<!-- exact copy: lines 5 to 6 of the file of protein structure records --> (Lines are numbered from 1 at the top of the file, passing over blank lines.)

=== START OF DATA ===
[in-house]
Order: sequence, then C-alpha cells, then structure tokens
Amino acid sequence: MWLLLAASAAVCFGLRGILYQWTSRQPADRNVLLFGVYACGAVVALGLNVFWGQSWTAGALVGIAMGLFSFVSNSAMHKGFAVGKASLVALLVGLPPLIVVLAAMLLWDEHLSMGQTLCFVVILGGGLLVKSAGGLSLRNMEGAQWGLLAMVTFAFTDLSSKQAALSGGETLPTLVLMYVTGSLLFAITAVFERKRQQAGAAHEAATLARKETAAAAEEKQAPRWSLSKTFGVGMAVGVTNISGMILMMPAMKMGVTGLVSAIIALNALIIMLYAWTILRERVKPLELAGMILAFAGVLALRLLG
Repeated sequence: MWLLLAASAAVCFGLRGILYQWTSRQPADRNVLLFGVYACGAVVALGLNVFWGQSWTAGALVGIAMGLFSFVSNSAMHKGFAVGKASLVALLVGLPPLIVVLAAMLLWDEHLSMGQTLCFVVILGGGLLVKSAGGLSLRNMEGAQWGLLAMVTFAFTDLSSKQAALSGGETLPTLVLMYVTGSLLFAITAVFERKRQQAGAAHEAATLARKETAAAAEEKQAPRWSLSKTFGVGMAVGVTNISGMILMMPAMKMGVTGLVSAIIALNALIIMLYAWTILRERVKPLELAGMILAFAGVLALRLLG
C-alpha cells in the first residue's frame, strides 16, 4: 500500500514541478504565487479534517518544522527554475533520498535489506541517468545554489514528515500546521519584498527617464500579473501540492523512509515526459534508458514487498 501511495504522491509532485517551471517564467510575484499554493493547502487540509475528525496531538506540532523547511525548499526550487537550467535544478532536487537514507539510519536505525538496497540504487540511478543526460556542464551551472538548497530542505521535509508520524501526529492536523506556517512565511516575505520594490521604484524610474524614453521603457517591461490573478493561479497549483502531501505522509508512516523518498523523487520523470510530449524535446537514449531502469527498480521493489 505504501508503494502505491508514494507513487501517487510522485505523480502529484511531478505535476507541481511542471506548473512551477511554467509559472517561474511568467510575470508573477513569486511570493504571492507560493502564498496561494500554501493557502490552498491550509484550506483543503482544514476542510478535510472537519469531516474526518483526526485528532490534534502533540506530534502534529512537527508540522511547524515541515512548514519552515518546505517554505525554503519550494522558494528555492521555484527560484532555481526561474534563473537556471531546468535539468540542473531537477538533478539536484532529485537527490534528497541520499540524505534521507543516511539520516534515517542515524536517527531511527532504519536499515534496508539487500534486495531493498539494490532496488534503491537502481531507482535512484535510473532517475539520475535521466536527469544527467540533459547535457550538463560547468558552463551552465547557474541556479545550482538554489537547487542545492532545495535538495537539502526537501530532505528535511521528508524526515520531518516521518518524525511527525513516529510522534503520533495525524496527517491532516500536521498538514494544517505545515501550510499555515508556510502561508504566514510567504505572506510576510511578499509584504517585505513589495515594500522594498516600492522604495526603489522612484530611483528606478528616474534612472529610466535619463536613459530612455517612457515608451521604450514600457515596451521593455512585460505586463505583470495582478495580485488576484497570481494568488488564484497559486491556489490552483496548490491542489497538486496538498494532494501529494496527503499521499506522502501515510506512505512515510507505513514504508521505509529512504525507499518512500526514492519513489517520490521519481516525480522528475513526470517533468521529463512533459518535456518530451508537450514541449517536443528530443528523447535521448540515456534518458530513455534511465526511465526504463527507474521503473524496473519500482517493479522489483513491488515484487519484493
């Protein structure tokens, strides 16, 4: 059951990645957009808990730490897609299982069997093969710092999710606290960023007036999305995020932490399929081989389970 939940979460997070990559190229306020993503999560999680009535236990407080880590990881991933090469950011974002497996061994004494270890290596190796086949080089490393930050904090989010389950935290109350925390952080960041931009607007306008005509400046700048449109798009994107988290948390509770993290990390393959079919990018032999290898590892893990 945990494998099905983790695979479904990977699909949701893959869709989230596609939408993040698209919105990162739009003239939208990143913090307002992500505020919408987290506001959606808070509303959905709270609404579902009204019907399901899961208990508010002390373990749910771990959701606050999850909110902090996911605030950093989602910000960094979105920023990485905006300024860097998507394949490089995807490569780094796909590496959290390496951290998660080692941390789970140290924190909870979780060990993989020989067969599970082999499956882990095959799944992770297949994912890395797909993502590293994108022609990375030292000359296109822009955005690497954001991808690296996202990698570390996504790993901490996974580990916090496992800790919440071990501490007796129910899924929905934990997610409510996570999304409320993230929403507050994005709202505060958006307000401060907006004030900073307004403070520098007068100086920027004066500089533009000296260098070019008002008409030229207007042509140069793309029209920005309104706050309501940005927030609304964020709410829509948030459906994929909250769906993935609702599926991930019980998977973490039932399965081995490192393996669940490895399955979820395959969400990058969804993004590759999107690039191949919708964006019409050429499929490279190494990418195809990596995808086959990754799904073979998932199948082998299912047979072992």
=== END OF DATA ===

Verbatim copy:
C-alpha cells in the first residue's frame, strides 16, 4: 500500500514541478504565487479534517518544522527554475533520498535489506541517468545554489514528515500546521519584498527617464500579473501540492523512509515526459534508458514487498 501511495504522491509532485517551471517564467510575484499554493493547502487540509475528525496531538506540532523547511525548499526550487537550467535544478532536487537514507539510519536505525538496497540504487540511478543526460556542464551551472538548497530542505521535509508520524501526529492536523506556517512565511516575505520594490521604484524610474524614453521603457517591461490573478493561479497549483502531501505522509508512516523518498523523487520523470510530449524535446537514449531502469527498480521493489 505504501508503494502505491508514494507513487501517487510522485505523480502529484511531478505535476507541481511542471506548473512551477511554467509559472517561474511568467510575470508573477513569486511570493504571492507560493502564498496561494500554501493557502490552498491550509484550506483543503482544514476542510478535510472537519469531516474526518483526526485528532490534534502533540506530534502534529512537527508540522511547524515541515512548514519552515518546505517554505525554503519550494522558494528555492521555484527560484532555481526561474534563473537556471531546468535539468540542473531537477538533478539536484532529485537527490534528497541520499540524505534521507543516511539520516534515517542515524536517527531511527532504519536499515534496508539487500534486495531493498539494490532496488534503491537502481531507482535512484535510473532517475539520475535521466536527469544527467540533459547535457550538463560547468558552463551552465547557474541556479545550482538554489537547487542545492532545495535538495537539502526537501530532505528535511521528508524526515520531518516521518518524525511527525513516529510522534503520533495525524496527517491532516500536521498538514494544517505545515501550510499555515508556510502561508504566514510567504505572506510576510511578499509584504517585505513589495515594500522594498516600492522604495526603489522612484530611483528606478528616474534612472529610466535619463536613459530612455517612457515608451521604450514600457515596451521593455512585460505586463505583470495582478495580485488576484497570481494568488488564484497559486491556489490552483496548490491542489497538486496538498494532494501529494496527503499521499506522502501515510506512505512515510507505513514504508521505509529512504525507499518512500526514492519513489517520490521519481516525480522528475513526470517533468521529463512533459518535456518530451508537450514541449517536443528530443528523447535521448540515456534518458530513455534511465526511465526504463527507474521503473524496473519500482517493479522489483513491488515484487519484493
């Protein structure tokens, strides 16, 4: 059951990645957009808990730490897609299982069997093969710092999710606290960023007036999305995020932490399929081989389970 939940979460997070990559190229306020993503999560999680009535236990407080880590990881991933090469950011974002497996061994004494270890290596190796086949080089490393930050904090989010389950935290109350925390952080960041931009607007306008005509400046700048449109798009994107988290948390509770993290990390393959079919990018032999290898590892893990 945990494998099905983790695979479904990977699909949701893959869709989230596609939408993040698209919105990162739009003239939208990143913090307002992500505020919408987290506001959606808070509303959905709270609404579902009204019907399901899961208990508010002390373990749910771990959701606050999850909110902090996911605030950093989602910000960094979105920023990485905006300024860097998507394949490089995807490569780094796909590496959290390496951290998660080692941390789970140290924190909870979780060990993989020989067969599970082999499956882990095959799944992770297949994912890395797909993502590293994108022609990375030292000359296109822009955005690497954001991808690296996202990698570390996504790993901490996974580990916090496992800790919440071990501490007796129910899924929905934990997610409510996570999304409320993230929403507050994005709202505060958006307000401060907006004030900073307004403070520098007068100086920027004066500089533009000296260098070019008002008409030229207007042509140069793309029209920005309104706050309501940005927030609304964020709410829509948030459906994929909250769906993935609702599926991930019980998977973490039932399965081995490192393996669940490895399955979820395959969400990058969804993004590759999107690039191949919708964006019409050429499929490279190494990418195809990596995808086959990754799904073979998932199948082998299912047979072992």